Botswana commended for breaking rank over flawed Zim poll

ian khama

The President of Botswana Ian Khama

By Alex Bell
SW Radio Africa
27 January 2014

Botswana has become the first Southern African nation to criticise the regional bloc’s endorsement of Zimbabwe’s disputed elections, with President Ian Khama moving to break rank with fellow SADC leaders over the polls.

In an interview aired on Botswana’s national television station, BTV, Khama said the Zim elections were neither free nor fair. He also announced that Botswana will no longer participate in any SADC election observer missions, because the leadership bloc appears to have let Zimbabwe “off the hook”.

SADC has faced serious criticism for endorsing Zimbabwe’s 2013 polls in the face of widespread reports of irregularities, witnessed not only by Zimbabweans, but also observer missions from across the region.

For example the main opposition party in South Africa rejected the endorsement of Zimbabwe’s elections by the SADC Parliamentary Forum observer mission, saying the polls were not free, fair or credible. The Democratic Alliance (DA)’s Masizole Mnqasela, who was part of the mission, refused to sign off on a report that moved to endorse the polls.

Another observer, Elias Bila, who was representing the Federation of Unions for South Africa (FEDUSA) as part of the Southern African Trade Union Coordination Council observer team, called the poll outcome “a fraud.” He also said the polls were not credible.

This was also the position of yet another regional observer team, the Southern Africa Regional Civil Society and Social Movements observer mission. That mission, organised by the Crisis in Zimbabwe Coalition and Zimbabwe Solidarity Forum, said in its preliminary report that “these elections were heavily compromised and fall far short of meeting the SADC Principles and Guidelines Governing Democratic Elections.”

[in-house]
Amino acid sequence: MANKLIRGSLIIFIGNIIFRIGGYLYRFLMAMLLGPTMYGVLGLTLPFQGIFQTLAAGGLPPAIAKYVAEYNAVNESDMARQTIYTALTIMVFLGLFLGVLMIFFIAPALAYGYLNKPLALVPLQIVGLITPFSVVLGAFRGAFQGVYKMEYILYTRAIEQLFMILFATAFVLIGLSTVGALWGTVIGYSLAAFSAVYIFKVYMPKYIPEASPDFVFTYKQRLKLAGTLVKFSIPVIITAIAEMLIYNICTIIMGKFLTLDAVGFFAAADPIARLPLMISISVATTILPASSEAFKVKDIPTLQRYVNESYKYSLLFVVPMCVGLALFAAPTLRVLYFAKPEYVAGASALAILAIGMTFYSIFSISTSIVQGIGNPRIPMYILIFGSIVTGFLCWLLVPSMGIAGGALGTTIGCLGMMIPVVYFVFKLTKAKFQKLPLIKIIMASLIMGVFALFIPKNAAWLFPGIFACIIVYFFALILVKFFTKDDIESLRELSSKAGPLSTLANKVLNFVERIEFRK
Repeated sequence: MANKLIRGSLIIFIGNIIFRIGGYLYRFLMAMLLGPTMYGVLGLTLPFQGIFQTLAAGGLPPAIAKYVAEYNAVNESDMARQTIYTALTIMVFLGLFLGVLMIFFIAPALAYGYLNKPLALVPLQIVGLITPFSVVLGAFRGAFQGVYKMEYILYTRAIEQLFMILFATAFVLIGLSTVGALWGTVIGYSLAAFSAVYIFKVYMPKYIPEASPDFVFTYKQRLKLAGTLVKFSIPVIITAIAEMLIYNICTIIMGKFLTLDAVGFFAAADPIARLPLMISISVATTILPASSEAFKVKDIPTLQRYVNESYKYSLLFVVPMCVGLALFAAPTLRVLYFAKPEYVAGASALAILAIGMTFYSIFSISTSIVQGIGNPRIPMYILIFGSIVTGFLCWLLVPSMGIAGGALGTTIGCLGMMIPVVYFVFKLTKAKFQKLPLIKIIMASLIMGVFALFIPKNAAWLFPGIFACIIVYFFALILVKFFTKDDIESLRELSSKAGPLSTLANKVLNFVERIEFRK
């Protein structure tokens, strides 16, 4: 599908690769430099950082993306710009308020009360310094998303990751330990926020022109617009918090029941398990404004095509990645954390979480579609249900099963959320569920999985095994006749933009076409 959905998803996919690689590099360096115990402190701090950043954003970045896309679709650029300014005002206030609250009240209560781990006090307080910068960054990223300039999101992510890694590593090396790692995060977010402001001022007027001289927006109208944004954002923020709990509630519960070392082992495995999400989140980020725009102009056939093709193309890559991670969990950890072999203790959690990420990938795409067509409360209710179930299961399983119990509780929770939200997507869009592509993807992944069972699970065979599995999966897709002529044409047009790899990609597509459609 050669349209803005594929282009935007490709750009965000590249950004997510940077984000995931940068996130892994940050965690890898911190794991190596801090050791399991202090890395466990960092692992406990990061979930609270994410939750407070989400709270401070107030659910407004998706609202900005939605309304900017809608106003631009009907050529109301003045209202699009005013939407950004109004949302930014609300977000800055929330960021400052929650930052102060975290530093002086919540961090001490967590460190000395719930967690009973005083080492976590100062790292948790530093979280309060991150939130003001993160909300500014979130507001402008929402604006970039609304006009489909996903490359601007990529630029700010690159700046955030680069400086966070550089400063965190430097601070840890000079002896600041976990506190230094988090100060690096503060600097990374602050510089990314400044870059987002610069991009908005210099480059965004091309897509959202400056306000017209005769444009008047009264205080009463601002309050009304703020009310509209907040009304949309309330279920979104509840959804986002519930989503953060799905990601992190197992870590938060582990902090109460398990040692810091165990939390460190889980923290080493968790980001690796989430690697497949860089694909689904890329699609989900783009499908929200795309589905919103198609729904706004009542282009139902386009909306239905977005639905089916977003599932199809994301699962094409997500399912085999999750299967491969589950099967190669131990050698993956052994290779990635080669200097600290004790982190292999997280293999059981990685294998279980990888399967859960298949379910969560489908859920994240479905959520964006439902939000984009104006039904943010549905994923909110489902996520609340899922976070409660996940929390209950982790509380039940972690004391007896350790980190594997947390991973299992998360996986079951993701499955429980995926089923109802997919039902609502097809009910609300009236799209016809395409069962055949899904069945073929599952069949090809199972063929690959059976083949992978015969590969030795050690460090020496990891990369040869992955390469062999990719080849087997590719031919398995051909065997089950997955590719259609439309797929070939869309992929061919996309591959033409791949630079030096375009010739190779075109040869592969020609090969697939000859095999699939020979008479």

Botswana had initially rejected claims that the poll was credible, and in early August called for an audit of the results. But a final decision was later voiced by SADC, with its main observer mission saying the polls were generally free and peaceful.
“I want to correct the word fairness… the SADC observer statement said the elections were free and peaceful, they never used the word fair… that’s why we asked for an audit of the Zimbabwe election,” Khama said on BTV.

He continued: “SADC has set itself guidelines for the conduct of free and fair elections and, therefore, it’s incumbent on all of us in SADC to conform to those set of guidelines and if there is a breach of those guidelines then we have to say, ‘Fine, we have breached these guidelines; what now happens? What do we do about it?’

“And in Zim, we sent 80 plus or so observers and almost every one of them said there were irregularities in that election, and there were. I am convinced of it…So, do we say Zimbabwe is an exception to the SADC guidelines?”

Khama has long been considered to be cut of a different cloth to that of his fellow Southern African leaders, and has previously been critical of the situation in Zimbabwe when his counterparts were prepared to ignore it.

His latest comments are now being commended as an overdue but welcome position, which should be echoed by other regional leaders. Dewa Mavhinga, a senior researcher in Africa Division at Human Rights Watch, told SW Radio Africa that Khama’s position is “fantastic.”

“At long last a key leader has come out strongly to show what a charade the SADC election observer missions have been. It is a position that is welcome and one that should be emulated by others,” Mavhinga said.

He said South Africa, the SADC appointed mediator in Zimbabwe, was the main disappointment in the Zim situation, because its position led the way for the overall endorsement of the polls.

“As the mediator they should have been forthright and upfront with Mugabe that what happened was not genuine. It had serious irregularititess that didn’t meet the SADC guidelines and principles,” Mavhinga said

Khama meanwhile, when asked if he was comfortable with alienating Botswana by being the only African nation calling for an audit of the Zim polls, said: “ I am very comfortable; I would sleep better at night knowing that I have taken that stance.”

The Botswana leader also moved to break rank with African Union (AU), stating he was against an AU resolution that sitting heads of state must not be tried by the International Criminal Court (ICC).

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10 Responsesto “Botswana commended for breaking rank over flawed Zim poll”

  1. vikinduku says:

    Very strong and brave statement from the Khama,we will always regard you as our hero.

  2. Peckson Paul Kazingizi says:

    Peckson Paul Kazingizi · Birmingham City University